Embodied experiences of music and dance are difficult to describe, let alone preserve for the future. Every listener--those who play or dance and those who don't--experiences it differently. And when that embodied experience takes place across the digital divide, as diverse bodies differently respond shifting material conditions, perceptual response, and improvisatory navigation—what is the material and how do we share it? In this panel discussion, four KU faculty from the departments of American Studies, Dance, Music, and Theatre, will discuss the material and ephemeral findings of their work on improvisation utilizing a musical instrument download that responds to movement large and small, adapts to all bodies, and calls attention to the user’s experience of their body as they face the screen of a laptop, PC, or IPad. Music and dance are not disconnected in this practice built on body-triggered sound; instead this connection is heightened. In addition, dance need not configure a bodily ideal, but shapes bodies, incorporates all bodies, and constructs connections between people. Panelists will speak at the brink of a forthcoming multi-media performance (KU Commons, October date TBA 2013) that explores lines of performance/research, dis/ability, mobility/stasis, agency/eminence, and sounding/perceiving.
11:15 - 12:15
Keynote Talk: Fabrications, or How to Lie with Computer Vision
Jentery Sayers, University of Victoria
Since its initial role in artificial intelligence research during the early 1970s, computer vision --- defined, for the purposes of this talk, as the automated description and reconstruction of the physical world (including its subjects and objects) through algorithms --- has grown increasingly accessible to a wide variety of audiences through a broad range of consumer electronics. For instance, consider the number of cultural heritage projects relying extensively on optical character recognition. Or, in commonplace apps like iPhoto, note the use of face detection techniques for image description and searching. Elsewhere, web-based repositories such as Thingiverse are housing museum collections (e.g., at the Art Institute of Chicago) of 3D scans and print-on-demand models generated by both staff and patrons. And now Kinect hacks are practically ubiquitous on the web, with people regularly repurposing the sensor to create games, build DIY robots, and construct playful interfaces. Unpacking these phenomena across academic and popular domains, this talk highlights the need for digital humanities practitioners to not only engage how computer vision is embedded in our research but also explore how it actively transduces our materials, with an emphasis on the production of prototypes --- or "fabrications" --- that do not yet exist in the physical world. Here, the talk draws examples from recent research conducted by the Maker Lab in the Humanities at the University of Victoria, where --- through its "Z-Axis" research initiative --- practitioners are conducting experiments in stitching (i.e., translating 2D photos into 3D models), decimation (i.e., reducing the polygon count of models), and displacement (i.e., pushing and pulling the geometry of models to generate depth and detail) in order to articulate new-form arguments about literary and cultural histories. The Lab's Z-Axis methodologies develop existing digital humanities research in speculative computing (Drucker and Nowviskie), geospatial expression (Moretti), data visualization (Manovich), algorithmic criticism (Ramsay), and ruination (McGann, Sample, and Samuels) in order to: 1) build persuasive objects that, like written essays, function as scholarship, 2) explore the potential of 3D techniques, desktop fabrication, and critical making for humanities research, 3) open material culture and history to unique modes of perception and interpretation, and 4) resist quotidian assumptions that computer vision affords neutral, high-fidelity replicas of our lived, social realities. To "lie" with computer vision, then, is to tinker with its default settings and transductions, reconfigure them, and mobilize them toward novel and unanticipated forms of scholarly persuasion.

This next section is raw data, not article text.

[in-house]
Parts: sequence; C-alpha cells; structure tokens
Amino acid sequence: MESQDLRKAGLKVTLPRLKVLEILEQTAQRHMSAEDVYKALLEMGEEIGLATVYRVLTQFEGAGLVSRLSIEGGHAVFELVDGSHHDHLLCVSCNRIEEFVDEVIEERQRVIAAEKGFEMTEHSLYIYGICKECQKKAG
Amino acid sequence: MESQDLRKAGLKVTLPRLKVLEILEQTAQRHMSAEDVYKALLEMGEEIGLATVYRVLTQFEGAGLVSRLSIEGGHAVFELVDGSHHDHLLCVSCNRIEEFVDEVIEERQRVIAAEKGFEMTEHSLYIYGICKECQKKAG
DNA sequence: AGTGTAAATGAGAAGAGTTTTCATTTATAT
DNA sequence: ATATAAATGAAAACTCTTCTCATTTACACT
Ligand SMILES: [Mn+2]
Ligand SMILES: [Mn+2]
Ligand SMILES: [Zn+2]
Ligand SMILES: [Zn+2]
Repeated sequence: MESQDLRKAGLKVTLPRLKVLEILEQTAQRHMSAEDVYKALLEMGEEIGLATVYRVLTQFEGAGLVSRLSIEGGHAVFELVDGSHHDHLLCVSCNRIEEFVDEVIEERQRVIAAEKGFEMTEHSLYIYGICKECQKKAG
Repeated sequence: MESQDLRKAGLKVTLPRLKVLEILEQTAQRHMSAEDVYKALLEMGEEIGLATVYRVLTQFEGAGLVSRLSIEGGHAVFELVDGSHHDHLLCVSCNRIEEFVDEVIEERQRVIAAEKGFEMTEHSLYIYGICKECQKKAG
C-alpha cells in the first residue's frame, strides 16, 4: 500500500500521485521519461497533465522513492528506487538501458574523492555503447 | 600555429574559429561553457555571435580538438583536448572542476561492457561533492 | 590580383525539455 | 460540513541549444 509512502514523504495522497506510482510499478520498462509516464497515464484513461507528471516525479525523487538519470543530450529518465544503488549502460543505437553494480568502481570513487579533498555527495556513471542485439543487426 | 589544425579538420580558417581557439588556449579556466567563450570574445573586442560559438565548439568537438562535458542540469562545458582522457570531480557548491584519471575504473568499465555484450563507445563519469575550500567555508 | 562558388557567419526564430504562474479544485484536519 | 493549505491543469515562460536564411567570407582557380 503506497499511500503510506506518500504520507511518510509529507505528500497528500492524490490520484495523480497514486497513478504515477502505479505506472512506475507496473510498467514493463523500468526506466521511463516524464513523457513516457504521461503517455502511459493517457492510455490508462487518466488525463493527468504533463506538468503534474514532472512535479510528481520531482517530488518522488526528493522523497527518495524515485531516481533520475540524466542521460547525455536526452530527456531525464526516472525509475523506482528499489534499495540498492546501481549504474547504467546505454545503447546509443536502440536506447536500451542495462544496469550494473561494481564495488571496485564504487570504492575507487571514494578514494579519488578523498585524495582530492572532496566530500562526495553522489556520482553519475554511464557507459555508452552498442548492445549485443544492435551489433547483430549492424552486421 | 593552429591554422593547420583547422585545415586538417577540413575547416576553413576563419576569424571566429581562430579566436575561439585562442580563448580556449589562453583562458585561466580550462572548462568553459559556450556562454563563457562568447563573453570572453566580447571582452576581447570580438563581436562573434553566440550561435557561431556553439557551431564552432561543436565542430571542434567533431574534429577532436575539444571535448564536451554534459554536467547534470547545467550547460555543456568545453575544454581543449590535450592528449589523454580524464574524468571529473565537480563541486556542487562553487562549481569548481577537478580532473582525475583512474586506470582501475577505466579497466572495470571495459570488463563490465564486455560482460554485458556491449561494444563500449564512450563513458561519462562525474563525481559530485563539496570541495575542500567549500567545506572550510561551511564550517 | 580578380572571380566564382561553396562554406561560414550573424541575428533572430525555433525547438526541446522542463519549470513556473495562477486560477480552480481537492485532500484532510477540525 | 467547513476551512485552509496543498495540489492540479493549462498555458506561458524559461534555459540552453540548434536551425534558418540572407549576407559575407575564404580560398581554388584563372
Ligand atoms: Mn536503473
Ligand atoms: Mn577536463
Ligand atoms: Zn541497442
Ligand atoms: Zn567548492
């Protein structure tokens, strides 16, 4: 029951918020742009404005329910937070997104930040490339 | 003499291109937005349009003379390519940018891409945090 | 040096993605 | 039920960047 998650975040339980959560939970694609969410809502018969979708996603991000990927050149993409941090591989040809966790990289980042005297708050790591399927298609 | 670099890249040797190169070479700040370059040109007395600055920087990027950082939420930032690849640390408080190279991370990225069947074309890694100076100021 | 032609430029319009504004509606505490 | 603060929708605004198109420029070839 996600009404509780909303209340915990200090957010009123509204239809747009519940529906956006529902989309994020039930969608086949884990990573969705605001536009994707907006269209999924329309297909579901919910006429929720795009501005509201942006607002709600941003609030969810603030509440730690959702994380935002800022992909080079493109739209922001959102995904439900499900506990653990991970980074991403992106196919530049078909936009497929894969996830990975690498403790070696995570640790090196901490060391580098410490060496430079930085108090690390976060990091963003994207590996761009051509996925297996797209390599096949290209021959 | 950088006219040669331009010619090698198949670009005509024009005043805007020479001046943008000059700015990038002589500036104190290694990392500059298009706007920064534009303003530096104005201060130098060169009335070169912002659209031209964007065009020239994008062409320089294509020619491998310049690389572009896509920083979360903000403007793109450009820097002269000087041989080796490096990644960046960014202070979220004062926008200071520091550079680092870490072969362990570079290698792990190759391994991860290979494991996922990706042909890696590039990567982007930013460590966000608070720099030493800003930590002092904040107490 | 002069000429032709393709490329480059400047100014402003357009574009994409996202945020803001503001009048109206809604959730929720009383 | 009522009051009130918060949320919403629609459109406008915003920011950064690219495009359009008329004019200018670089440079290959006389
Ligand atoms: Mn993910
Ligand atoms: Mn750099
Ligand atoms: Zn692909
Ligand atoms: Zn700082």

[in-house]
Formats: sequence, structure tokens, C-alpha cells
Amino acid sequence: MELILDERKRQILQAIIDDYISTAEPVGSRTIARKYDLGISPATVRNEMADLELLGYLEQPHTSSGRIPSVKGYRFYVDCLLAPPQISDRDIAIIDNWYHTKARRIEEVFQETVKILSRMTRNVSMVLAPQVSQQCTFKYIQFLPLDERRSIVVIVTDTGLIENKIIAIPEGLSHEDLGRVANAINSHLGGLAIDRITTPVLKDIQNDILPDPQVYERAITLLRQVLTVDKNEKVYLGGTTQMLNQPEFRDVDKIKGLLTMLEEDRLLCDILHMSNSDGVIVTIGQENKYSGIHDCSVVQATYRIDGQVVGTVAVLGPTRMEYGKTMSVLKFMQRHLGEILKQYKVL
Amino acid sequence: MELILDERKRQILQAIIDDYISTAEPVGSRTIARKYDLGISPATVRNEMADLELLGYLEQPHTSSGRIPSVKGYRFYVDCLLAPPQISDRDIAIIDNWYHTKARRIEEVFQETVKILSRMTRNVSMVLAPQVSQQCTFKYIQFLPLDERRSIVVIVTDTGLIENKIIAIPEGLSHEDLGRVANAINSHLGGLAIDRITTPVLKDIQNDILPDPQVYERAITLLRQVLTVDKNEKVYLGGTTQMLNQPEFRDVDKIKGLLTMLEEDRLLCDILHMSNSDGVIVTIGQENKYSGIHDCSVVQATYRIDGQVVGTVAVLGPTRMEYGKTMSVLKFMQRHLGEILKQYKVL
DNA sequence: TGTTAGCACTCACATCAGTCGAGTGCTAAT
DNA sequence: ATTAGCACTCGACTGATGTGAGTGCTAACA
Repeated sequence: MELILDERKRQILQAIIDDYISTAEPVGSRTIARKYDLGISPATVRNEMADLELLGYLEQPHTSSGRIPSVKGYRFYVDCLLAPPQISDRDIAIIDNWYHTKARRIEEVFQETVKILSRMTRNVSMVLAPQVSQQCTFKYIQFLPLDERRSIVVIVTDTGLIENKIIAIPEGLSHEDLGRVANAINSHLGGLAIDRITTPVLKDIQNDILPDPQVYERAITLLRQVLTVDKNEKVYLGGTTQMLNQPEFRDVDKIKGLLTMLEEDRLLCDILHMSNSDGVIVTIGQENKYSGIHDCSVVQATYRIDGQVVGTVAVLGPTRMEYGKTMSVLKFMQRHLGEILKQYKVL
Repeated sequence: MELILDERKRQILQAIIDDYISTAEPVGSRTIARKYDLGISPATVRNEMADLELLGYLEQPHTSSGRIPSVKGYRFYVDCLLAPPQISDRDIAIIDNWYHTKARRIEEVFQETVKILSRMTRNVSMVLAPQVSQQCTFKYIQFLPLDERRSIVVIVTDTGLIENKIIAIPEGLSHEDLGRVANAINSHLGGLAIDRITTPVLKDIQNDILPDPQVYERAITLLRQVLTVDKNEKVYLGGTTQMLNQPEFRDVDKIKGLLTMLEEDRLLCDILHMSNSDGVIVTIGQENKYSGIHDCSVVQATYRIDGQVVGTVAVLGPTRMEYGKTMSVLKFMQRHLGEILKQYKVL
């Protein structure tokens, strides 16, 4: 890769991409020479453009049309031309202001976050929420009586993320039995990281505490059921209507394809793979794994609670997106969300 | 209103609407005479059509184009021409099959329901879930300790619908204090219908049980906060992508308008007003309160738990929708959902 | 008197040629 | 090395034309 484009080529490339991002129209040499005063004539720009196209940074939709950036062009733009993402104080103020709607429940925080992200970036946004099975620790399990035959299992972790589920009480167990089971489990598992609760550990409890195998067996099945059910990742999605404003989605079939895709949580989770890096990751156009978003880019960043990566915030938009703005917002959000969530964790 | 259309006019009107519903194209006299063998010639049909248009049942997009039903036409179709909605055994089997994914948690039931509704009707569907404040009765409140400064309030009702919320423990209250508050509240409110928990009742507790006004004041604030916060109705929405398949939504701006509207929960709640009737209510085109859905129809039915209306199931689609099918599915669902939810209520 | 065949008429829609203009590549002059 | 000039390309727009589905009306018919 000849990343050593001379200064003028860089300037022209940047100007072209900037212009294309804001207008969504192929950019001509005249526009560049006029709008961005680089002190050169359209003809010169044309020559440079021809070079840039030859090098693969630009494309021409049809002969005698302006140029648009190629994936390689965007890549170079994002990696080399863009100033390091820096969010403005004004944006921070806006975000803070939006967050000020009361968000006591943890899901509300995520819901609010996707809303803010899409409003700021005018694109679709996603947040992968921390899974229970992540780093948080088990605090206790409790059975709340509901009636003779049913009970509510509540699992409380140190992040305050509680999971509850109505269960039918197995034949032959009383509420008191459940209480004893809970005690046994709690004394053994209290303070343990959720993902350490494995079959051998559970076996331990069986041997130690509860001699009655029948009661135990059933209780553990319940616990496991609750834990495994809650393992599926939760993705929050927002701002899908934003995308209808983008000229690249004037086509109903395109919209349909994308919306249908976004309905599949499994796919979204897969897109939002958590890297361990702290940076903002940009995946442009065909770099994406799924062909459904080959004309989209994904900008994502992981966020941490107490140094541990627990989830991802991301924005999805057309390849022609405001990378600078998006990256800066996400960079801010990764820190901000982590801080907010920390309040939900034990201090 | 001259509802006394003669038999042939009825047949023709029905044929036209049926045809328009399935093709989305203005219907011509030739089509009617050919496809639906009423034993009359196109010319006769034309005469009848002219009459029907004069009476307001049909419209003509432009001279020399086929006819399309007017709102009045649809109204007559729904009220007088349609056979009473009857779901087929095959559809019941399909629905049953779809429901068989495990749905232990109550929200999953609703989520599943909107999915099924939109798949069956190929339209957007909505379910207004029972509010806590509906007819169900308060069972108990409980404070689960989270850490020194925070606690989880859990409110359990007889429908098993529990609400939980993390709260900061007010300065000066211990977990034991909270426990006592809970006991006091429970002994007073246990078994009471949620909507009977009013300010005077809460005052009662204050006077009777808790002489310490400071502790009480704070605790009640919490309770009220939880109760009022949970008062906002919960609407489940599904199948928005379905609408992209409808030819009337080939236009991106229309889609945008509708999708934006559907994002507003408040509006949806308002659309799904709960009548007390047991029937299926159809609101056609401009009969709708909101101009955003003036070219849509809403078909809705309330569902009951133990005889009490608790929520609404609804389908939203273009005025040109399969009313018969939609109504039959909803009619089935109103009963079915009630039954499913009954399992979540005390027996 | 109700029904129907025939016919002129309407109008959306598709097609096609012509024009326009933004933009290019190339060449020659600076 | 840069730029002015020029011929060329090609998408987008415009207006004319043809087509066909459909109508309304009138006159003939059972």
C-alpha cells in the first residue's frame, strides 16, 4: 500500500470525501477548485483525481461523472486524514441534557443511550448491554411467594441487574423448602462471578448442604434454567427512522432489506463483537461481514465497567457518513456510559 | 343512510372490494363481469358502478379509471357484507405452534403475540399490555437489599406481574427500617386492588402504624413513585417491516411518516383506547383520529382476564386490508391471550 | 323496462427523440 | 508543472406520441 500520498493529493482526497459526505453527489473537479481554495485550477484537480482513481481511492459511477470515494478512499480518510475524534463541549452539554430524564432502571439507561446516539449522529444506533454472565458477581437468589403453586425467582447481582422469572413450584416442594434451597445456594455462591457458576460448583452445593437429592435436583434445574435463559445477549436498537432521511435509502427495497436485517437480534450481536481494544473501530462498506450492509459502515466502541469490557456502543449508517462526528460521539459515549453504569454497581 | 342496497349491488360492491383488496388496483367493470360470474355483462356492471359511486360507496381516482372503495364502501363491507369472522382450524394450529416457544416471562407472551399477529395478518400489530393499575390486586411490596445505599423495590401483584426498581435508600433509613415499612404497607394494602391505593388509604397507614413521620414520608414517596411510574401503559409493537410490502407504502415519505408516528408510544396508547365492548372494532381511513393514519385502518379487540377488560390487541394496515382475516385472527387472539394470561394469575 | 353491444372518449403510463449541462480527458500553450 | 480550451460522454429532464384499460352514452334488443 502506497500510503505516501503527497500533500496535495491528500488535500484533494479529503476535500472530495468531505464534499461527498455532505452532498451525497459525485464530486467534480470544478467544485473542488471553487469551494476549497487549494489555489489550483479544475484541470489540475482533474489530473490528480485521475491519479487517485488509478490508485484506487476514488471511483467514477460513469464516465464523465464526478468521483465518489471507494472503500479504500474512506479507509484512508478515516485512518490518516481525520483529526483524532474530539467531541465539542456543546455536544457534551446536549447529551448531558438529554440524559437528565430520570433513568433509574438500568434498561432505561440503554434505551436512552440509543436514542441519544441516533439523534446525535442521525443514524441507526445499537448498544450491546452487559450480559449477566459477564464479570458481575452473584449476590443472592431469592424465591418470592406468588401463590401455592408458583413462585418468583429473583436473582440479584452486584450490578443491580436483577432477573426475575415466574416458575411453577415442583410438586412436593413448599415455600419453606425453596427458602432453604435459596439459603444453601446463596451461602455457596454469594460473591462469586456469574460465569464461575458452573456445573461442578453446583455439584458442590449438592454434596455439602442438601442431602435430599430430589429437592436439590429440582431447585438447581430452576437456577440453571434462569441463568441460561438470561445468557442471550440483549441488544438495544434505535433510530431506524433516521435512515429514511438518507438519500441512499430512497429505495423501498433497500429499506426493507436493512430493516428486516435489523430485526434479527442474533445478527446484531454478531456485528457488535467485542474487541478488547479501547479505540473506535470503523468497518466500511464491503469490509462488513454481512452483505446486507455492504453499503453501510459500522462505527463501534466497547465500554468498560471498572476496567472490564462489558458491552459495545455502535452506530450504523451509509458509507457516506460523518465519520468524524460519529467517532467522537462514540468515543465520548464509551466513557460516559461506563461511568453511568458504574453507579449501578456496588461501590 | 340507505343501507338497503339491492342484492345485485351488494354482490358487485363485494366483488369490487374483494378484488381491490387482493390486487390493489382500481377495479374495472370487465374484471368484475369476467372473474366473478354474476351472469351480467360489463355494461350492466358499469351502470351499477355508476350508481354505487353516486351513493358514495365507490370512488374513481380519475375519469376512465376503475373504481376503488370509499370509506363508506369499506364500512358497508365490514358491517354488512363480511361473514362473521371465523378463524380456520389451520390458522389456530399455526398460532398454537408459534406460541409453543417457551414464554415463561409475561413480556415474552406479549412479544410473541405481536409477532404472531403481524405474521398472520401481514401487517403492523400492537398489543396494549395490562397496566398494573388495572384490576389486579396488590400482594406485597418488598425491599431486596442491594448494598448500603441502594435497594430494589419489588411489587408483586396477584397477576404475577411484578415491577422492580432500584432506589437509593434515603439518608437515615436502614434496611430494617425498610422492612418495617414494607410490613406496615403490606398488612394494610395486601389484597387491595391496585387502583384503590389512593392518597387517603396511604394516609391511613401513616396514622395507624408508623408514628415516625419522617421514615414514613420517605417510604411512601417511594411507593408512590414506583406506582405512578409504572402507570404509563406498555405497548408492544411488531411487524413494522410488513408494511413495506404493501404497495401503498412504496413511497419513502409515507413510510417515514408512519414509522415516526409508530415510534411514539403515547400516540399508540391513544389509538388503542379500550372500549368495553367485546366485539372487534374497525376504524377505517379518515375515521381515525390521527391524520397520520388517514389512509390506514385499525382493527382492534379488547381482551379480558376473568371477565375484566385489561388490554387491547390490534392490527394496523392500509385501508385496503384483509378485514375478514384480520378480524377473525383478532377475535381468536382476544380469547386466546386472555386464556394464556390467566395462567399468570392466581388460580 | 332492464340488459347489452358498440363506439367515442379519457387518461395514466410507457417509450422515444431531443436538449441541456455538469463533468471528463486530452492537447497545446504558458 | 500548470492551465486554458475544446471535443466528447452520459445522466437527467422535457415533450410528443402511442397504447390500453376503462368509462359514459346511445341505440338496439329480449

12:15 - 1:30
Lunch (on your own)
1:30 - 2:00 -Exhibits and Posters
The Florida Historical Quarterly: A macro-scale reading of the journal as a 3-D sculpture
David Staley, Ohio State University